Publication date: May 2019
Review, short version: Four roses for him, four skunks for her.
Review, long version:
The Flatshare by Beth O’Leary presented me with a conundrum:
To finish, or not to finish?
To finish: I really liked the lead male character, Leon. He’s a palliative care nurse working at a hospice. He’s kind and sensitive and considerate. And he’s on quests to help two people simply because he cares about them so much.
Not to finish: I really disliked the female lead. First, her name was “Tiffy.” And second…
Well, I really didn’t need a second reason. An adult woman choosing to go by the name of “Tiffy” was reason enough.
But there were plenty of other reasons to dislike Tiffy.
(OMG, I don’t even like typing her name.)
The story starts with Tiffy in desperate need of a place to live. She and boyfriend Justin had been living together, but he dumped her.
But not yesterday or last week – he dumped her three months earlier. But she’s still living at his place, even though Justin is now engaged to someone else.
And she owes him three months back rent. The word “parasite” comes to mind.
Tiffy is self-centered, and clueless about social boundaries. She dresses in Bag Lady Chic (yes, there really is such a thing), I guess to demonstrate her free spirit.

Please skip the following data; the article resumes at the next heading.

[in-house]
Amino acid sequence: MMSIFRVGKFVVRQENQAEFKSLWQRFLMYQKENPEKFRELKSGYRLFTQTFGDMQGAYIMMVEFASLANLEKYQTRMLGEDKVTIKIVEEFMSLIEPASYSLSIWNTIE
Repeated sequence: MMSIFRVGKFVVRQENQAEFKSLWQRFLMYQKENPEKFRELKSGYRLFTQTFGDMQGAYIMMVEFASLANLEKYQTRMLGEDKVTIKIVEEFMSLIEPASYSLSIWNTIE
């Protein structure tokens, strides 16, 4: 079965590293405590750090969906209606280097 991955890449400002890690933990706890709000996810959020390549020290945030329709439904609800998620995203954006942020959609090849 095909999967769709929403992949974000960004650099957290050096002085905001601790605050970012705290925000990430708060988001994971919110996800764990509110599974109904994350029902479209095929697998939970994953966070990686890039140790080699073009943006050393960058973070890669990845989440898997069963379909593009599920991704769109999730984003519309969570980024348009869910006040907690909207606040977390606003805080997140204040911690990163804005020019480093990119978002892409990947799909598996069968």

Tiffy on Tiffy:
“That’s what I’m thinking, and that’s what comes out of my mouth.” (I don’t consider a lack of self-censorship admirable.)
“I am very good at not thinking about things, though, so I’ve just…resolutely not thought about it.”
“This rush of doing something ridiculously spontaneous – the total aliveness of whirling yourself off-plan and shutting up all the bit of your brain that tell you why this isn’t a sensible idea…God, I’ve missed this.”
The last was promptly followed by Tiffy running into the ocean, spraining her ankle and nearly drowning.
The premise of The Flatshare has possibilities – Leon is looking for a flatmate, and Tiffy is looking for a place she can afford. He works nights and is away weekends, while she works days. So, though they’d be living in the same space and sleeping in the same bed, their paths never need cross.
They start to leave each other notes, which, as time passes, become more personal.
The book’s point of view switches between Tiffy and Leon, both first-person narrators, and when the focus was Leon, I got very caught up in his story – the depth of his caring for his hospice patients, his worry about and love for his brother Richie, his backstory.
As for Tiffy…O’Leary introduces the plot device of Tiffy having been severely emotionally abused by Justin, and after she moves out, his abuse – now combined with stalking – continues. And while those circumstances brought on my sympathy, it was too late for me to like her.
After the final chapter, there’s a two-year-later Epilogue with Leon at his best and Tiffy still…Tiffy.
But – as if they’d simply vanished – there’s no mention of Richie, or Justin, or two other important characters, Mr. Prior and Johnny White. Important story lines but no resolution.
Perhaps O’Leary will write a sequel where they all end up living together, and call it…